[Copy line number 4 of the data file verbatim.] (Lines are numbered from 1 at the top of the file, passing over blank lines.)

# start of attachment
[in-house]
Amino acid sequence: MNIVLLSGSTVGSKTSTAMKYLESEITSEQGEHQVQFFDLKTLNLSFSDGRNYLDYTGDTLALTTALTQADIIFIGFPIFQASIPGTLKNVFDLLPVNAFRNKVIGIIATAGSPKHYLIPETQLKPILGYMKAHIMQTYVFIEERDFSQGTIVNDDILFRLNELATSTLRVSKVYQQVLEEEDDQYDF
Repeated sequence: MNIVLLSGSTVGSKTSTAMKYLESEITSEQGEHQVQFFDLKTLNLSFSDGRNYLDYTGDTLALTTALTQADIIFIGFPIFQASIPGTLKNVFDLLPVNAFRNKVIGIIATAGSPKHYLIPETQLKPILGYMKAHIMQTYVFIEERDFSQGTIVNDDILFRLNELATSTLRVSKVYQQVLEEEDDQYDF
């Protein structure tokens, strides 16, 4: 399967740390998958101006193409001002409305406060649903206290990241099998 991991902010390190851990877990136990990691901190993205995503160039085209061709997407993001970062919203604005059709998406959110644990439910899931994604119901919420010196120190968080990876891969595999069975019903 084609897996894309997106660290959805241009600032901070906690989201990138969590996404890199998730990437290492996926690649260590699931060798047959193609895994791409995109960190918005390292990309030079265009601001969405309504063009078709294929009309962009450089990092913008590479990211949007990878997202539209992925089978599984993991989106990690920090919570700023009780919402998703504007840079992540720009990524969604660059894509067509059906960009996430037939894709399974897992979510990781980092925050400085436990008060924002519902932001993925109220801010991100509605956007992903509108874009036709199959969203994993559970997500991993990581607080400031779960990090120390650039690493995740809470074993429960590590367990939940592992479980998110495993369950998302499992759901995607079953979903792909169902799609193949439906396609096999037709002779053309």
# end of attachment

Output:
């Protein structure tokens, strides 16, 4: 399967740390998958101006193409001002409305406060649903206290990241099998 991991902010390190851990877990136990990691901190993205995503160039085209061709997407993001970062919203604005059709998406959110644990439910899931994604119901919420010196120190968080990876891969595999069975019903 084609897996894309997106660290959805241009600032901070906690989201990138969590996404890199998730990437290492996926690649260590699931060798047959193609895994791409995109960190918005390292990309030079265009601001969405309504063009078709294929009309962009450089990092913008590479990211949007990878997202539209992925089978599984993991989106990690920090919570700023009780919402998703504007840079992540720009990524969604660059894509067509059906960009996430037939894709399974897992979510990781980092925050400085436990008060924002519902932001993925109220801010991100509605956007992903509108874009036709199959969203994993559970997500991993990581607080400031779960990090120390650039690493995740809470074993429960590590367990939940592992479980998110495993369950998302499992759901995607079953979903792909169902799609193949439906396609096999037709002779053309």